Thompson-Nicola Regional Library, date unknown. Photo credit: TNRL

Free radon home testing kits available through local libraries

Kits can be borrowed from branches of the Thompson-Nicola Regional Library

Local libraries throughout the TNRD now have a free tool available that can be borrowed to assess a potential health hazard in your home.

The Thompson-Nicola Regional Library (TNRL) has made radon detector kits available to borrow from all library facilities in the region. Radon is a radioactive gas produced by the breakdown of uranium in the ground. It can easily enter homes undetected through cracks and gaps in the floors, walls, windows, and doors. You cannot see it, smell it, or taste it.

Radon is the number-one cause of lung cancer in non-smokers, leading to the deaths of more than 3,200 Canadians each year.

All homes and buildings have some level of radon. In fact, every region in Canada has homes with elevated radon levels, while many Canadians are unaware of the risks that radon can pose to their health. It is not a question of “if” you have radon in your house; you do. The question is how much, and the only way to know is to test.

Due to cold weather and complying with COVID-19 public health measures, many people are spending more time indoors, so Health Canada is encouraging Canadians to test their homes for radon. The TNRL has now stepped in to allow residents to make this test, with Corentium Home digital radon detector kits that can be borrowed at no charge by any TNRL patron in good standing. Because of high demand, the kits can only be loaned for seven days at a time.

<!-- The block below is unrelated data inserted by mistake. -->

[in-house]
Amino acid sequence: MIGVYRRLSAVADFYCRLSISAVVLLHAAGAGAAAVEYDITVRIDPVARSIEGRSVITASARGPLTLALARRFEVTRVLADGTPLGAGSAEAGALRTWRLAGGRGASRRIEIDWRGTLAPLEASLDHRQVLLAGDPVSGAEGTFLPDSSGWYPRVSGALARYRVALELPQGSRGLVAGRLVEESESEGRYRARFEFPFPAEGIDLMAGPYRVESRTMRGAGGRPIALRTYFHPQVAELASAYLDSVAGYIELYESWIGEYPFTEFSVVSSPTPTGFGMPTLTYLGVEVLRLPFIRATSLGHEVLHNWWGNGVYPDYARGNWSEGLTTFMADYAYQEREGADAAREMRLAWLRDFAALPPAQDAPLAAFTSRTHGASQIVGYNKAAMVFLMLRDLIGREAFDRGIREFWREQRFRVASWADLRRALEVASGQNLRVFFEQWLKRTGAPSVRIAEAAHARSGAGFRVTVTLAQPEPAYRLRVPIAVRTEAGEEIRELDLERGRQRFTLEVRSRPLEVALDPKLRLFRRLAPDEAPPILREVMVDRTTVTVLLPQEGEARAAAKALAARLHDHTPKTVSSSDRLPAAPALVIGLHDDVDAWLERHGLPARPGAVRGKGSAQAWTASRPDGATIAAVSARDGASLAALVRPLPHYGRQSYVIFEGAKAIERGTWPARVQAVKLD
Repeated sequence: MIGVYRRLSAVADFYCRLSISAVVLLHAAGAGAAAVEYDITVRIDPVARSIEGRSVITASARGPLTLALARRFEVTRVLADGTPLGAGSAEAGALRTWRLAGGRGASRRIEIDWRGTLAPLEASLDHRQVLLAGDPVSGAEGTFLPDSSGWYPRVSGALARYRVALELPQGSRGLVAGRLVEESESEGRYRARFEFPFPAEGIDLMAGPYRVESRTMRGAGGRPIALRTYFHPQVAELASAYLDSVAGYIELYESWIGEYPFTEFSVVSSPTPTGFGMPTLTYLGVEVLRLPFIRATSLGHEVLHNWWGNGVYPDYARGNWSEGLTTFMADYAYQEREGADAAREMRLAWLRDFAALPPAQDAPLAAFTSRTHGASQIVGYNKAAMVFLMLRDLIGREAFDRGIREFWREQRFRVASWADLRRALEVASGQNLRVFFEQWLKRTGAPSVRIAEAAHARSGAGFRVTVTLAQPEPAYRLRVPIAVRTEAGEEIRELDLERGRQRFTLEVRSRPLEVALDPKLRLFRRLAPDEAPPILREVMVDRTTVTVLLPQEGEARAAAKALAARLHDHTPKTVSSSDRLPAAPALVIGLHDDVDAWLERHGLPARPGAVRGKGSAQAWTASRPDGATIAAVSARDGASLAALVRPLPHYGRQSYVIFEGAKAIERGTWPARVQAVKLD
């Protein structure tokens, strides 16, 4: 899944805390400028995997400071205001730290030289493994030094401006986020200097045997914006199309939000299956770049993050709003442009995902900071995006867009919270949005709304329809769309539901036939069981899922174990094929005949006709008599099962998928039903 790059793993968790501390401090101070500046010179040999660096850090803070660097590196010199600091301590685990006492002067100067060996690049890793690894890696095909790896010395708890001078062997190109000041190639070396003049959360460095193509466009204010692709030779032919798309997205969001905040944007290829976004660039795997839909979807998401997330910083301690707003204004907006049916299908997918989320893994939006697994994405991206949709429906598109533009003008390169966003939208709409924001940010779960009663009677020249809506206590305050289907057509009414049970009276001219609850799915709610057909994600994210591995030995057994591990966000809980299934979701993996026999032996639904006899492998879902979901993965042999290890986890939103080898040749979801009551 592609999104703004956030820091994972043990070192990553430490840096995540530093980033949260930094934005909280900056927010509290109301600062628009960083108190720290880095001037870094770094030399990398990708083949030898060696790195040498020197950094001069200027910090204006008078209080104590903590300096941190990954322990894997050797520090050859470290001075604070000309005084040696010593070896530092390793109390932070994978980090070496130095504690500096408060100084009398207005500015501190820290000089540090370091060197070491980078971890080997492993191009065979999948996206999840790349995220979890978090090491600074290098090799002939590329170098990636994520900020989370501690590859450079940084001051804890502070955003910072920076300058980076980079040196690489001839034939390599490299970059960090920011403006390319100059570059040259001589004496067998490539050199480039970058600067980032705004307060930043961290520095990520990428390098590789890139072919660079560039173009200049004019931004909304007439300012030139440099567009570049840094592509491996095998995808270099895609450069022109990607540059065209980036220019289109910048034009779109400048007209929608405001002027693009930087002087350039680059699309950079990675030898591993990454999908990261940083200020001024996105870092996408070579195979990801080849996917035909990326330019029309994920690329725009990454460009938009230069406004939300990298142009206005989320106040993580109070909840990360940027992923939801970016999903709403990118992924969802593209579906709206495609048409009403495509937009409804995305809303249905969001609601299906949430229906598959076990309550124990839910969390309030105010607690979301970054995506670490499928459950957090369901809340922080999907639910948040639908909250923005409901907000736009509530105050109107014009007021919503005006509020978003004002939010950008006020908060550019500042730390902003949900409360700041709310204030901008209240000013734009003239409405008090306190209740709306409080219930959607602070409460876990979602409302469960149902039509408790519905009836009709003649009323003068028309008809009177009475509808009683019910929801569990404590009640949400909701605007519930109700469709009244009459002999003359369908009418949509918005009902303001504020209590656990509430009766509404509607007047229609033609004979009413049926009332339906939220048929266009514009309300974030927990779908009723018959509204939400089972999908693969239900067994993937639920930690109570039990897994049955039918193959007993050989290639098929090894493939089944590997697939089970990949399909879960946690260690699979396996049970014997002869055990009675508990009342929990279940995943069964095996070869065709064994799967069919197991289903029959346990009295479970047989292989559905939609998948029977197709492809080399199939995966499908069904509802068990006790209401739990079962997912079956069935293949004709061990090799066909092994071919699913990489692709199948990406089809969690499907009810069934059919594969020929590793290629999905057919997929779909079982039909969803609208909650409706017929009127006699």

Anyone borrowing a kit can take it home and follow the instructions in the kit to activate the detector. After that, simply leave the device in one spot on the lowest level of your home; then, after a few days, take note of the radon levels. In order to protect privacy, users should be sure to reset the detector before returning the kit to their local TNRL branch.

The radon detector kits will not be available to borrow from the TNRL between May 1 and Aug. 31 each year. Radon readings are less accurate during the summer months, when people tend to leave windows and doors open at home, allowing radon to safely dissipate into the atmosphere.

TNRL Chief Librarian Judy Moore says that the Radon Detector Kit program is one many devices and kits — including the Budding Birder Backpack and the Thermal Imaging Camera Kit — that can be borrowed for free by TNRL patrons. “We encourage all residents of the Thompson-Nicola region to visit their local library and the TNRL website, and learn about products available to them.”

For more information on the new Radon Detector Kit program, and other kits that are available, go to www.tnrl.ca/explore/devices-and-book-kits/. For more information and resources about radon, visit https://takeactiononradon.ca.



editorial@accjournal.ca

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Thompson Nicola Regional District